Evolution is the key to survival in any competitive marketplace. Professional sports teams understand this well. It is why championship teams tinker with their rosters even when it seems illogical to do so. I remember when the Chicago Bulls dominated the basketball world to almost ridiculous levels — winning six titles in eight years — yet still tried to shore up perceived areas of weakness every off-season. Instinctively they knew that to stand pat is to stand still — which leaves one vulnerable to being passed by the competition.

The need to evolve is just as important in the publishing world. Business publications in particular have a responsibility to their readerships to evolve in step with the inevitable changes that occur in the marketplaces they cover. Indeed, the best publications lead the evolution.

MRT's editorial staff has worked diligently from the very beginning to live up to this responsibility. One example that quickly comes to mind is our coverage of IP technologies, which began in earnest four years ago, at a time when such technologies were not public safety-ready.

Many in the first responder community questioned us about the decision to devote precious space in the magazine to such technologies, reasoning that they were irrelevant. Which was true — then. But we could see how fast IP technologies were evolving and knew it was only a matter of time before they not only became relevant, but also became the future. One would be hard-pressed today to find a public safety official who doesn't believe that the first responder communications systems of the future will have IP technologies at their core.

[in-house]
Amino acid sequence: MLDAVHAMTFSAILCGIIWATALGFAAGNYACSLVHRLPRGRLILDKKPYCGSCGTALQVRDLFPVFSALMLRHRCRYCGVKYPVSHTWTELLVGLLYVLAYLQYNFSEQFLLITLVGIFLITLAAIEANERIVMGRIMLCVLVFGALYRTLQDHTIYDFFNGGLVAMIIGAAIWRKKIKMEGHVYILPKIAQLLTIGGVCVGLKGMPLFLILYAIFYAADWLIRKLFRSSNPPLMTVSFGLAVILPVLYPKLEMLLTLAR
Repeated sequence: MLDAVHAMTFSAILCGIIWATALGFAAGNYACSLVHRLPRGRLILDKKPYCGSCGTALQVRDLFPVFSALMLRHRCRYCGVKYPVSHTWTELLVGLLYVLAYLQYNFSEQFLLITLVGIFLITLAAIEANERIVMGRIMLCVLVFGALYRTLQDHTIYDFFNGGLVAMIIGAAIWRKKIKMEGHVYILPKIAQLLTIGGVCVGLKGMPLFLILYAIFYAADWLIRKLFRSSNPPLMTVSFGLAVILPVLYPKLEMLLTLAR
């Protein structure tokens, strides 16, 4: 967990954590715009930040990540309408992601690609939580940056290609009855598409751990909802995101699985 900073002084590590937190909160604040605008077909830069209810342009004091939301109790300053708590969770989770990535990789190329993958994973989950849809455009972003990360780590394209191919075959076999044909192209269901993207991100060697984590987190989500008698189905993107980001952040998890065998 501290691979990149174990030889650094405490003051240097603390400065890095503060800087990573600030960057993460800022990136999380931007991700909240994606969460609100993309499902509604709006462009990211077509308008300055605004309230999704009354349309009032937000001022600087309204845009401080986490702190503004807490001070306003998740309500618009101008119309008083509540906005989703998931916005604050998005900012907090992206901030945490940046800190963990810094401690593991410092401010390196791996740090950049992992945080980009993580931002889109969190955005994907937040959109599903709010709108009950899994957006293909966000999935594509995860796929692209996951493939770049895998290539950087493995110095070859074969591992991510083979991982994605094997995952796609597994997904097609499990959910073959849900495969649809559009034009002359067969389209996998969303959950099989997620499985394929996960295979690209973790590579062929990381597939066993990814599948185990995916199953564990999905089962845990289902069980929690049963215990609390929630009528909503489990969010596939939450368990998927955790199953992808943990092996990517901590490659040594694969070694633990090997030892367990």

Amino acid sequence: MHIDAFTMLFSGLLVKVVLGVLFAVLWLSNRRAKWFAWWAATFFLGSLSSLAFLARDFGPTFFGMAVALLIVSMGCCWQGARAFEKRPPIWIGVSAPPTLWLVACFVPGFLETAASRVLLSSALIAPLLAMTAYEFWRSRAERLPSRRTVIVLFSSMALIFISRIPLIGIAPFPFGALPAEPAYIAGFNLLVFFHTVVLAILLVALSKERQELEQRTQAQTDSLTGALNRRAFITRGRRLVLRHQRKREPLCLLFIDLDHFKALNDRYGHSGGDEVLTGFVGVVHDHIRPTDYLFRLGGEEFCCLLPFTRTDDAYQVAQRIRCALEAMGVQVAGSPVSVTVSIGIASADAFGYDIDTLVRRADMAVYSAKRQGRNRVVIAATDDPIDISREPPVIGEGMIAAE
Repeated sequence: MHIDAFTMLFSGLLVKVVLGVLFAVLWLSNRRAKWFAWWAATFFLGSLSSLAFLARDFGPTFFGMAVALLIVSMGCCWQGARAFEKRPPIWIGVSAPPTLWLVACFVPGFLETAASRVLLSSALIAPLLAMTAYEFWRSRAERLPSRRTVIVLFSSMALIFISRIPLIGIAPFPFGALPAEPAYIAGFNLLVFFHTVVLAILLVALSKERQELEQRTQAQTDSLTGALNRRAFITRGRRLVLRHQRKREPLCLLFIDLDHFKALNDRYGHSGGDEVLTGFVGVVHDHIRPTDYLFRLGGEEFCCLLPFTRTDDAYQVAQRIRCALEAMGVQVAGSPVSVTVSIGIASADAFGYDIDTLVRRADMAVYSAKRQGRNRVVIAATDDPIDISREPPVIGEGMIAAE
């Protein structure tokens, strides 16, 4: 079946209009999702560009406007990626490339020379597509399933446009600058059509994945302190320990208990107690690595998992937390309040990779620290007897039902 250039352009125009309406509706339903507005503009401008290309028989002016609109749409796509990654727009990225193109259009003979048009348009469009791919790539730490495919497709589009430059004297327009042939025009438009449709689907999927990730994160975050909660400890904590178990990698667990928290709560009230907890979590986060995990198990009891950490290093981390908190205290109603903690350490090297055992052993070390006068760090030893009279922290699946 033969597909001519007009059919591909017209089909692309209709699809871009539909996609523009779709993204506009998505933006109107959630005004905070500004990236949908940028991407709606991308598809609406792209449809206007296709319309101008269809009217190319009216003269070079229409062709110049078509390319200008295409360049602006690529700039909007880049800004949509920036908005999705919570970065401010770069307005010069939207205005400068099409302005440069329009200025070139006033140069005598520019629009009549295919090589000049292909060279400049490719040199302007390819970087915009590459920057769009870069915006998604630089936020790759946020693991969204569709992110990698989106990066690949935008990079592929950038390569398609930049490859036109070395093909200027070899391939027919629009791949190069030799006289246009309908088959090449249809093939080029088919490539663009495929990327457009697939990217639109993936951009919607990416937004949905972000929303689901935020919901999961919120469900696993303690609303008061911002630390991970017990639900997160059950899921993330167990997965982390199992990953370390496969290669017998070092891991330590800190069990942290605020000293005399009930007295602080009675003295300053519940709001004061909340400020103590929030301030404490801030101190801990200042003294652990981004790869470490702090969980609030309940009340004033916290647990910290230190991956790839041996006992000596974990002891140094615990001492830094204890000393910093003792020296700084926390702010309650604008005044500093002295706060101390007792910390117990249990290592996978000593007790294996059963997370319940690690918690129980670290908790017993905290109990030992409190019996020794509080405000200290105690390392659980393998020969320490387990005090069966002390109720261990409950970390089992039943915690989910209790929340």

Over the same time frame, MRT evolved in other ways. We live in a post-9/11 world, and first responder communications — already vital to the nation's well-being — have become even more important. Consequently, we gradually shifted MRT's editorial coverage toward the first responder, homeland security, public utility, public transportation and military sectors, and away from the enterprise sector. Today, MRT focuses exclusively on the communications systems and equipment used by the professionals who have dedicated their lives to serving America and, in many cases, keeping us safe and secure. I can think of no better place to put our efforts.

Another change is coming. (Leaf through this issue to discover what I'm talking about.) Next month I'll explain why this change is occurring and what it means to our readers and advertisers. In the meantime I'll borrow a phrase from the iconic Harold Kinley, who has contributed his vast radio engineering expertise to these pages for so long: Stay tuned.